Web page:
Hmmm … should this be called "The Defender versus the Contender versus the Pretender?”
The OM-D is the darling of the m4/3 market, with a huge following of almost rabid fans. In fact, it is a gorgeous camera with a small yet very capable body. The image quality is stunning and the video is quite good (for an Olympus) … all in all, what is not to love? Well, for one thing the price … because the body is a bit hard to hold securely until you buy the grip and suddenly the body is costing you $1300 …
The GH3, on the other hand, comes with a wonderful dSLR like styling and built in grip and charges that price right out of the box. It also comes with world class video that harkens back to the golden GH2 era (which is still going on :-)
The G5 … what to make of this camera? It uses a variation of the GH2 sensor with the multi-aspect ration disabled. It is the older Panasonic 16mp sensor and thus well behind these two in development. Going by the number of people who toss off comment like “it is just better, I see it every day” and such, the OM-D should crush the older G5. The GH3 might actually be able to stay in the game because it is rumored to use the Sony sensor. I’m not sure that is true, but at the least it uses someone’s flagship sensor.
So … on with it. I’ve used the 3200 ISO original RAW images that were shot with the Olympus 12-50 kit lens on the OM-D, the Panasonic 14-140 all in one kit lens on the GH3 and the Panasonic 12-35 2.8 lens on the G5. All were shot at f/5.6, which should more or less equalize the clarity and sharpness we see. At this focal length, all the lenses are stopped down at least a bit.
I find, though, that the testers were not all that scrupulous about getting identical framing and magnification. Slight differences can make unsubtle differences in perceived sharpness, but this is one of the better test images I have seen, so off we go.
I have processed all three images in Lightroom 4.3 Beta because this version supports the GH3. I have sent the processed TIFFs to CS5 for cropping and crafting of the 100% crop juxtapositions for 5 portions of the scene. I did my best to equalize tone, saturation, sharpness and noise. With these fairly close, we can compare details, edges, dimensionality … all those indefinable things that go to make an image really pop.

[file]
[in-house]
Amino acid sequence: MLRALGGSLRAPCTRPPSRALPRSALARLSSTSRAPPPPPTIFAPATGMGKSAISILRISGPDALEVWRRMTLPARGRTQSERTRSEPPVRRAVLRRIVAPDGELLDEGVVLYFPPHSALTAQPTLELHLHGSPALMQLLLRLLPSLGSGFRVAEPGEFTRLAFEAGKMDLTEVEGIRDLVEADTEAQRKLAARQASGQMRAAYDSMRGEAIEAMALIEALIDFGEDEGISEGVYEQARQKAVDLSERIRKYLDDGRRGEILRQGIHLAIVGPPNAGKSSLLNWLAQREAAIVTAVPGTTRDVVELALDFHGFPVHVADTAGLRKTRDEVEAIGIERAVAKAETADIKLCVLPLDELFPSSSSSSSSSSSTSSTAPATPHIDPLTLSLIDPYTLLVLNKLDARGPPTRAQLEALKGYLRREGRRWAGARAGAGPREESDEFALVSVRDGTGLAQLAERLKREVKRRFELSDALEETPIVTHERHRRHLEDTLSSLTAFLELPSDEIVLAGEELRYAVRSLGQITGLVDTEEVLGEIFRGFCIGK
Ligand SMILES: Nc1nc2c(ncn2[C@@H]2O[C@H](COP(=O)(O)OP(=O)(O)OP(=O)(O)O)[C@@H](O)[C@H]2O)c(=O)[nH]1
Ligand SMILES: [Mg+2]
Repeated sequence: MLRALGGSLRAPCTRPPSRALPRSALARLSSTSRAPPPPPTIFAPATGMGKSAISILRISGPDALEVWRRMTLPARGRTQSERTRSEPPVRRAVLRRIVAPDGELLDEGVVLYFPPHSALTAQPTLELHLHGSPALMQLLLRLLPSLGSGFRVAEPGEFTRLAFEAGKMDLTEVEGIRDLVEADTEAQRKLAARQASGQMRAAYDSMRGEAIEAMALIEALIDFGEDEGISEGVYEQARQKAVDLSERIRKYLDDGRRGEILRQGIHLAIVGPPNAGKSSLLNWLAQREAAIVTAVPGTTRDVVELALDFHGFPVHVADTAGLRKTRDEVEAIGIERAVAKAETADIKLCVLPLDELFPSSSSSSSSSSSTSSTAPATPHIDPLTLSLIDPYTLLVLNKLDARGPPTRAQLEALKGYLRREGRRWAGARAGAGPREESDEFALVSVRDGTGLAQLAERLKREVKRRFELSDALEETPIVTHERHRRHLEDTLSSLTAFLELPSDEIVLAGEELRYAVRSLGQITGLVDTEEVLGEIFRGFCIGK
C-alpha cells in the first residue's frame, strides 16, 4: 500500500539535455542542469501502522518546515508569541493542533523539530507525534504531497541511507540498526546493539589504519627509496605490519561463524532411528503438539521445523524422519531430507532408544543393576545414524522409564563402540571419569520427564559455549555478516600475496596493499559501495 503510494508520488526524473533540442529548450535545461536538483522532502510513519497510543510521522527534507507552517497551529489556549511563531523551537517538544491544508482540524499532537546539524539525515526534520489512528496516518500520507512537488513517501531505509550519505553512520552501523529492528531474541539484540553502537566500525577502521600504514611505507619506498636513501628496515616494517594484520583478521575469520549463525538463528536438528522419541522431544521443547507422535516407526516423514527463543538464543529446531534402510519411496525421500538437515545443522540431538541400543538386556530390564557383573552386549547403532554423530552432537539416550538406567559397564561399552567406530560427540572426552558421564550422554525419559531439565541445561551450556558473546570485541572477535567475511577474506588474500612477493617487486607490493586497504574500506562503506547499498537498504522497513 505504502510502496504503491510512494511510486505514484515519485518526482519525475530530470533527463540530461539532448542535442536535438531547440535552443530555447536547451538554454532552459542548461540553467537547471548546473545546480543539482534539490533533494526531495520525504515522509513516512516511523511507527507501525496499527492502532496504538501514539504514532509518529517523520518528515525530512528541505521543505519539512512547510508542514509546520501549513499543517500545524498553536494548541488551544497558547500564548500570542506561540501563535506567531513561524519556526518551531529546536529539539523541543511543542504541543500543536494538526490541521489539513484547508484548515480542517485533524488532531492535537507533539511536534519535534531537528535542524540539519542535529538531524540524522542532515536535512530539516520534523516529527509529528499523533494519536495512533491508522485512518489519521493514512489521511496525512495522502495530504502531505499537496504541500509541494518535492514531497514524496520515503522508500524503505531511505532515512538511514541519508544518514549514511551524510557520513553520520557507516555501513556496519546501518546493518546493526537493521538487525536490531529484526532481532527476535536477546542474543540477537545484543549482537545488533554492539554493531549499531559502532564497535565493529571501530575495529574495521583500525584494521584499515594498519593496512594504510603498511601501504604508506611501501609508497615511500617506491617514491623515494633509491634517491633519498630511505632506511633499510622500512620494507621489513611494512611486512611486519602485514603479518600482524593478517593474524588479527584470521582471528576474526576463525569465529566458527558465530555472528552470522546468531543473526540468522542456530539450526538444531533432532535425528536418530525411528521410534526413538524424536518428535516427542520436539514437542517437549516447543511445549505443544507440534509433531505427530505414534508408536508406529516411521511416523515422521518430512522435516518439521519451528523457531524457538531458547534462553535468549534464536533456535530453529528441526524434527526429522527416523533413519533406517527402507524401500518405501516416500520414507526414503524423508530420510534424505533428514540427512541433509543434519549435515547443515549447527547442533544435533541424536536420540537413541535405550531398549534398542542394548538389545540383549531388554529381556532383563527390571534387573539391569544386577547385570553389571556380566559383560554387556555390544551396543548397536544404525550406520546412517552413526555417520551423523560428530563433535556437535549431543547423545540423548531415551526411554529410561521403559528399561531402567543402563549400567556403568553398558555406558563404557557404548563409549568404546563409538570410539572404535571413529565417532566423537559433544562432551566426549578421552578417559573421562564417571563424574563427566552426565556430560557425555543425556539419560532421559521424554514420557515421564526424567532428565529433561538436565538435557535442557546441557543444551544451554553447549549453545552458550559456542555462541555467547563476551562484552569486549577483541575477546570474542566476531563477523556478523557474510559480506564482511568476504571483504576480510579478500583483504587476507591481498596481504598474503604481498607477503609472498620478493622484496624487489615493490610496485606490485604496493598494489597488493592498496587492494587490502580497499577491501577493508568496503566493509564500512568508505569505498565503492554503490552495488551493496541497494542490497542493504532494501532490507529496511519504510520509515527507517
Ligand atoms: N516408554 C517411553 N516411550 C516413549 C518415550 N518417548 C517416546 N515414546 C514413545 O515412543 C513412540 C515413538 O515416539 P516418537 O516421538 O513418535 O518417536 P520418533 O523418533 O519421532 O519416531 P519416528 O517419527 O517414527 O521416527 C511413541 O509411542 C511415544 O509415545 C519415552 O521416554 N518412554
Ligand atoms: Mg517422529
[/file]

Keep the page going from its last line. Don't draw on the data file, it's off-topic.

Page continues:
But first l think it instructive to see how different they are at typical 1000px web sizes. This is how the vast majority of images are present every day, and it is instructive to see how much difference we would see on the web or on typically small prints, say up to 8x10. This represents the vast majority of usage.
Remember to click on these images to see the full 1000px presentation.
Panasonic GH3 (contender)
Olympus OM-D E-M5 (Defender)
Panasonic G5 (Pretender)
If you are using an IPS panel that is hardware calibrated then you will likely notice that these are so similar at web sizes as to be virtually indistinguishable. I’ve been saying this about the 16mp sensors for some time now. In RAW, the differences are marginal at best. Your lens and your technique will absolutely swamp the sensor differences at high ISO.
It has been asserted to me many times (without supporting backup) that there is a 1 stop+ difference from the G5 to the OM-D at higher ISOs, but for the life of me I cannot find it in the test images here, nor could I find it when I processed test images from imaging-resource or dpreview.com … I tend to get the same excellent results from all the 16mp sensors at these higher ISOs. So I am forced to take all such assertions with a grain of salt. (Truckload would be more accurate.)
And now, the meat of the comparison. We’ll compare 100% crops to see how far apart they really are. This comparison mimics looking at portions of 46” prints from about 20 inches. That is a little insane, yet it is what we pixel peepers do every day, and it is not a bad indicator of what to expect at poster sizes.
The first crop is the upper left corner of the image, specifically the map and a little of the overlapping fan of paint chips plus some of the feather. Now, at 3200 ISO, it should be a bit of a struggle to resolve names from that distance and feather details should be hard to come by.
My analysis says that the GH3 is the detail winner hands down. The lens is obviously very sharp in the upper left corner, while the other two are not as good. In fact, the GH3 has excellent feather detail as well. I suppose that we will have to chalk this up as a lens difference.
What about tonality? Well, try as I might, the OM-D resisted my attempts to soften its contrast and maintain nice edges and noise, so it has stronger shadows that are readily apparent in the paint chips at the right. The Panasonic images have very similar tones, which is strange since the G5 sensor is really old.